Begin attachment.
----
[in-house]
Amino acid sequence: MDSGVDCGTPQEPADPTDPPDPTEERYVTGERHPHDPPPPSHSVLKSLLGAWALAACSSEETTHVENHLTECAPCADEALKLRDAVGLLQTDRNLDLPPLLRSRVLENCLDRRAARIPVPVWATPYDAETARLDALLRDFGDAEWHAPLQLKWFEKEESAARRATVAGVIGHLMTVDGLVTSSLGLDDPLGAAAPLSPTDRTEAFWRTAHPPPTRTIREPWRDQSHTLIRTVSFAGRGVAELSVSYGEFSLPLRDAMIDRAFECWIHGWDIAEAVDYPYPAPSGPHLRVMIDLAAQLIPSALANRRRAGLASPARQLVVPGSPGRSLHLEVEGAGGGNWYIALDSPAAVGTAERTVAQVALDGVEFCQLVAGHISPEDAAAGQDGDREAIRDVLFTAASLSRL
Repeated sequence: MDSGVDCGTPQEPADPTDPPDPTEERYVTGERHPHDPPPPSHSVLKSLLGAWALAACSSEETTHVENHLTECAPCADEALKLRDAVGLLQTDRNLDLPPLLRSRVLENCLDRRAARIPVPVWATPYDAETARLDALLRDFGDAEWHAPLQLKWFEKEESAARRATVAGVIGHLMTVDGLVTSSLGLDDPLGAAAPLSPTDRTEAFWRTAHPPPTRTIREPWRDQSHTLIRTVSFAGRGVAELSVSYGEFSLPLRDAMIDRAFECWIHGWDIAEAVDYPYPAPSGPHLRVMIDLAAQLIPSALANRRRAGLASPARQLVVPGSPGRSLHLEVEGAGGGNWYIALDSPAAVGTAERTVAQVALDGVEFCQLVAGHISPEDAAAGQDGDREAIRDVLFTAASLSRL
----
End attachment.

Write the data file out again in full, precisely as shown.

[in-house]
Amino acid sequence: MDSGVDCGTPQEPADPTDPPDPTEERYVTGERHPHDPPPPSHSVLKSLLGAWALAACSSEETTHVENHLTECAPCADEALKLRDAVGLLQTDRNLDLPPLLRSRVLENCLDRRAARIPVPVWATPYDAETARLDALLRDFGDAEWHAPLQLKWFEKEESAARRATVAGVIGHLMTVDGLVTSSLGLDDPLGAAAPLSPTDRTEAFWRTAHPPPTRTIREPWRDQSHTLIRTVSFAGRGVAELSVSYGEFSLPLRDAMIDRAFECWIHGWDIAEAVDYPYPAPSGPHLRVMIDLAAQLIPSALANRRRAGLASPARQLVVPGSPGRSLHLEVEGAGGGNWYIALDSPAAVGTAERTVAQVALDGVEFCQLVAGHISPEDAAAGQDGDREAIRDVLFTAASLSRL
Repeated sequence: MDSGVDCGTPQEPADPTDPPDPTEERYVTGERHPHDPPPPSHSVLKSLLGAWALAACSSEETTHVENHLTECAPCADEALKLRDAVGLLQTDRNLDLPPLLRSRVLENCLDRRAARIPVPVWATPYDAETARLDALLRDFGDAEWHAPLQLKWFEKEESAARRATVAGVIGHLMTVDGLVTSSLGLDDPLGAAAPLSPTDRTEAFWRTAHPPPTRTIREPWRDQSHTLIRTVSFAGRGVAELSVSYGEFSLPLRDAMIDRAFECWIHGWDIAEAVDYPYPAPSGPHLRVMIDLAAQLIPSALANRRRAGLASPARQLVVPGSPGRSLHLEVEGAGGGNWYIALDSPAAVGTAERTVAQVALDGVEFCQLVAGHISPEDAAAGQDGDREAIRDVLFTAASLSRL